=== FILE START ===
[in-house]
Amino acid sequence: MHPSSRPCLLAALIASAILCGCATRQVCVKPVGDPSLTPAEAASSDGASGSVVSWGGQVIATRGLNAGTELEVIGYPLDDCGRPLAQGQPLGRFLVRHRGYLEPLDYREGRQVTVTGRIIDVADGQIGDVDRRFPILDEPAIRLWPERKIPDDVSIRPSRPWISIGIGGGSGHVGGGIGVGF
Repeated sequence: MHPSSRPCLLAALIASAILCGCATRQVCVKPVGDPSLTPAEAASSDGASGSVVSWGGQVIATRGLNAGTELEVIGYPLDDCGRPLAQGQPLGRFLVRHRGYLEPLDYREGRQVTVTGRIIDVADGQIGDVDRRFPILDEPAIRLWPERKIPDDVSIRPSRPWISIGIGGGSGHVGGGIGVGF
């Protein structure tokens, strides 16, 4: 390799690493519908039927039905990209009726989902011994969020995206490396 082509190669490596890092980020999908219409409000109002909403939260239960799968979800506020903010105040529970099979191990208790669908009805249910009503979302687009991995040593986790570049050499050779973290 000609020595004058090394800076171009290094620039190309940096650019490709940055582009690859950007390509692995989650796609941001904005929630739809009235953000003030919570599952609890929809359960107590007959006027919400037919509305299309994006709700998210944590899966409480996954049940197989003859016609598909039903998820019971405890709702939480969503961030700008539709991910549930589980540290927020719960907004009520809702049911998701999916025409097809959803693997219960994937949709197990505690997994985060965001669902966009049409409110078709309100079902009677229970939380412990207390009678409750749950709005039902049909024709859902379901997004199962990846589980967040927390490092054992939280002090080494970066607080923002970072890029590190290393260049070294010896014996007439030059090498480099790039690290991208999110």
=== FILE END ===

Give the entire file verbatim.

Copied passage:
[in-house]
Amino acid sequence: MHPSSRPCLLAALIASAILCGCATRQVCVKPVGDPSLTPAEAASSDGASGSVVSWGGQVIATRGLNAGTELEVIGYPLDDCGRPLAQGQPLGRFLVRHRGYLEPLDYREGRQVTVTGRIIDVADGQIGDVDRRFPILDEPAIRLWPERKIPDDVSIRPSRPWISIGIGGGSGHVGGGIGVGF
Repeated sequence: MHPSSRPCLLAALIASAILCGCATRQVCVKPVGDPSLTPAEAASSDGASGSVVSWGGQVIATRGLNAGTELEVIGYPLDDCGRPLAQGQPLGRFLVRHRGYLEPLDYREGRQVTVTGRIIDVADGQIGDVDRRFPILDEPAIRLWPERKIPDDVSIRPSRPWISIGIGGGSGHVGGGIGVGF
């Protein structure tokens, strides 16, 4: 390799690493519908039927039905990209009726989902011994969020995206490396 082509190669490596890092980020999908219409409000109002909403939260239960799968979800506020903010105040529970099979191990208790669908009805249910009503979302687009991995040593986790570049050499050779973290 000609020595004058090394800076171009290094620039190309940096650019490709940055582009690859950007390509692995989650796609941001904005929630739809009235953000003030919570599952609890929809359960107590007959006027919400037919509305299309994006709700998210944590899966409480996954049940197989003859016609598909039903998820019971405890709702939480969503961030700008539709991910549930589980540290927020719960907004009520809702049911998701999916025409097809959803693997219960994937949709197990505690997994985060965001669902966009049409409110078709309100079902009677229970939380412990207390009678409750749950709005039902049909024709859902379901997004199962990846589980967040927390490092054992939280002090080494970066607080923002970072890029590190290393260049070294010896014996007439030059090498480099790039690290991208999110």